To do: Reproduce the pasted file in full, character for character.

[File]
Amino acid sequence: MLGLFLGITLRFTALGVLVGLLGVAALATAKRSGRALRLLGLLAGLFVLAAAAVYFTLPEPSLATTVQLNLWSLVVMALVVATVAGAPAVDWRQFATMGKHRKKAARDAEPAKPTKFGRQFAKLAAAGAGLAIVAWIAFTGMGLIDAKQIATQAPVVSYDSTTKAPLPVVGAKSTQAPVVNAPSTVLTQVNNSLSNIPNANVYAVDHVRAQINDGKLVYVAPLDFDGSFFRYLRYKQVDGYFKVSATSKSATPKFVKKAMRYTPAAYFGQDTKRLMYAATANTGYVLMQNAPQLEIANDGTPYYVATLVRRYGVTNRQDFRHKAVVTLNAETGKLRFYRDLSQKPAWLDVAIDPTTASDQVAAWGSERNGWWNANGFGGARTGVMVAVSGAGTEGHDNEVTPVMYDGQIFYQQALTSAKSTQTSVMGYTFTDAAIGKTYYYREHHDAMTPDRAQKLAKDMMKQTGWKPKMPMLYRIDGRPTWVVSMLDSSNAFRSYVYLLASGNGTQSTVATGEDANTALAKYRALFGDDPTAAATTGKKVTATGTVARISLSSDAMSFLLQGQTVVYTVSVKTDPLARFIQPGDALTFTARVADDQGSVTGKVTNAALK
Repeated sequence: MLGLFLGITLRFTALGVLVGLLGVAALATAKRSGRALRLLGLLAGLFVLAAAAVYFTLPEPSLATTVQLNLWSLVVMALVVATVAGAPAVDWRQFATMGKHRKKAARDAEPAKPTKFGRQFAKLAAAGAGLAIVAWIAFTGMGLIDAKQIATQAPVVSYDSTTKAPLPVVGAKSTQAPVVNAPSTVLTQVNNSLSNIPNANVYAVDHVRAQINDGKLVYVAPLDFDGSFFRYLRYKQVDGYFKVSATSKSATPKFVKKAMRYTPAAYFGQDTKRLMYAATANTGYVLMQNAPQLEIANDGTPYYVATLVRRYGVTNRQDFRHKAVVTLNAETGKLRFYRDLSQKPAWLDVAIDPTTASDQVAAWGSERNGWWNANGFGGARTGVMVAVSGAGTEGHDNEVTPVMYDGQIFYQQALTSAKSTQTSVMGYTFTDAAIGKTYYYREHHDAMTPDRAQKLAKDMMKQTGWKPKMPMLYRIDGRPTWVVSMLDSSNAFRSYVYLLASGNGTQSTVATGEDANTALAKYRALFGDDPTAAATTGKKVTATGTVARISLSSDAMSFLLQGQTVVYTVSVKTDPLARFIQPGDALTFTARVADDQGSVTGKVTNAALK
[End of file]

Amino acid sequence: MLGLFLGITLRFTALGVLVGLLGVAALATAKRSGRALRLLGLLAGLFVLAAAAVYFTLPEPSLATTVQLNLWSLVVMALVVATVAGAPAVDWRQFATMGKHRKKAARDAEPAKPTKFGRQFAKLAAAGAGLAIVAWIAFTGMGLIDAKQIATQAPVVSYDSTTKAPLPVVGAKSTQAPVVNAPSTVLTQVNNSLSNIPNANVYAVDHVRAQINDGKLVYVAPLDFDGSFFRYLRYKQVDGYFKVSATSKSATPKFVKKAMRYTPAAYFGQDTKRLMYAATANTGYVLMQNAPQLEIANDGTPYYVATLVRRYGVTNRQDFRHKAVVTLNAETGKLRFYRDLSQKPAWLDVAIDPTTASDQVAAWGSERNGWWNANGFGGARTGVMVAVSGAGTEGHDNEVTPVMYDGQIFYQQALTSAKSTQTSVMGYTFTDAAIGKTYYYREHHDAMTPDRAQKLAKDMMKQTGWKPKMPMLYRIDGRPTWVVSMLDSSNAFRSYVYLLASGNGTQSTVATGEDANTALAKYRALFGDDPTAAATTGKKVTATGTVARISLSSDAMSFLLQGQTVVYTVSVKTDPLARFIQPGDALTFTARVADDQGSVTGKVTNAALK
Repeated sequence: MLGLFLGITLRFTALGVLVGLLGVAALATAKRSGRALRLLGLLAGLFVLAAAAVYFTLPEPSLATTVQLNLWSLVVMALVVATVAGAPAVDWRQFATMGKHRKKAARDAEPAKPTKFGRQFAKLAAAGAGLAIVAWIAFTGMGLIDAKQIATQAPVVSYDSTTKAPLPVVGAKSTQAPVVNAPSTVLTQVNNSLSNIPNANVYAVDHVRAQINDGKLVYVAPLDFDGSFFRYLRYKQVDGYFKVSATSKSATPKFVKKAMRYTPAAYFGQDTKRLMYAATANTGYVLMQNAPQLEIANDGTPYYVATLVRRYGVTNRQDFRHKAVVTLNAETGKLRFYRDLSQKPAWLDVAIDPTTASDQVAAWGSERNGWWNANGFGGARTGVMVAVSGAGTEGHDNEVTPVMYDGQIFYQQALTSAKSTQTSVMGYTFTDAAIGKTYYYREHHDAMTPDRAQKLAKDMMKQTGWKPKMPMLYRIDGRPTWVVSMLDSSNAFRSYVYLLASGNGTQSTVATGEDANTALAKYRALFGDDPTAAATTGKKVTATGTVARISLSSDAMSFLLQGQTVVYTVSVKTDPLARFIQPGDALTFTARVADDQGSVTGKVTNAALK